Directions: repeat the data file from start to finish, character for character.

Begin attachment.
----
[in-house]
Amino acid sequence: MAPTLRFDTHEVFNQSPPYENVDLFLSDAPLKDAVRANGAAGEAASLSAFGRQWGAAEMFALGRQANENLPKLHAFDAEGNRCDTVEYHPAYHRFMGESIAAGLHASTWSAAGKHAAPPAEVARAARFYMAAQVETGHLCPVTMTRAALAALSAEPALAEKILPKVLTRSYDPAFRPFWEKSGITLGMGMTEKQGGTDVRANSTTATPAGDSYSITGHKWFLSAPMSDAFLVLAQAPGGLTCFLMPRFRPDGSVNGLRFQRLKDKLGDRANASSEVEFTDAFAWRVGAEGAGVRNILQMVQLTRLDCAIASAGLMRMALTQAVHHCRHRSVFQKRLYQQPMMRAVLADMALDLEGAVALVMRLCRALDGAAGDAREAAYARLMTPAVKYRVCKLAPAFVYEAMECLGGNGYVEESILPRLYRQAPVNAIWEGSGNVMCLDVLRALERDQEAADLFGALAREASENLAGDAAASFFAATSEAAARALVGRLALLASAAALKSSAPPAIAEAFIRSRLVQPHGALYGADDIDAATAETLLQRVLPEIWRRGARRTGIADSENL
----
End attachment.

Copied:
[in-house]
Amino acid sequence: MAPTLRFDTHEVFNQSPPYENVDLFLSDAPLKDAVRANGAAGEAASLSAFGRQWGAAEMFALGRQANENLPKLHAFDAEGNRCDTVEYHPAYHRFMGESIAAGLHASTWSAAGKHAAPPAEVARAARFYMAAQVETGHLCPVTMTRAALAALSAEPALAEKILPKVLTRSYDPAFRPFWEKSGITLGMGMTEKQGGTDVRANSTTATPAGDSYSITGHKWFLSAPMSDAFLVLAQAPGGLTCFLMPRFRPDGSVNGLRFQRLKDKLGDRANASSEVEFTDAFAWRVGAEGAGVRNILQMVQLTRLDCAIASAGLMRMALTQAVHHCRHRSVFQKRLYQQPMMRAVLADMALDLEGAVALVMRLCRALDGAAGDAREAAYARLMTPAVKYRVCKLAPAFVYEAMECLGGNGYVEESILPRLYRQAPVNAIWEGSGNVMCLDVLRALERDQEAADLFGALAREASENLAGDAAASFFAATSEAAARALVGRLALLASAAALKSSAPPAIAEAFIRSRLVQPHGALYGADDIDAATAETLLQRVLPEIWRRGARRTGIADSENL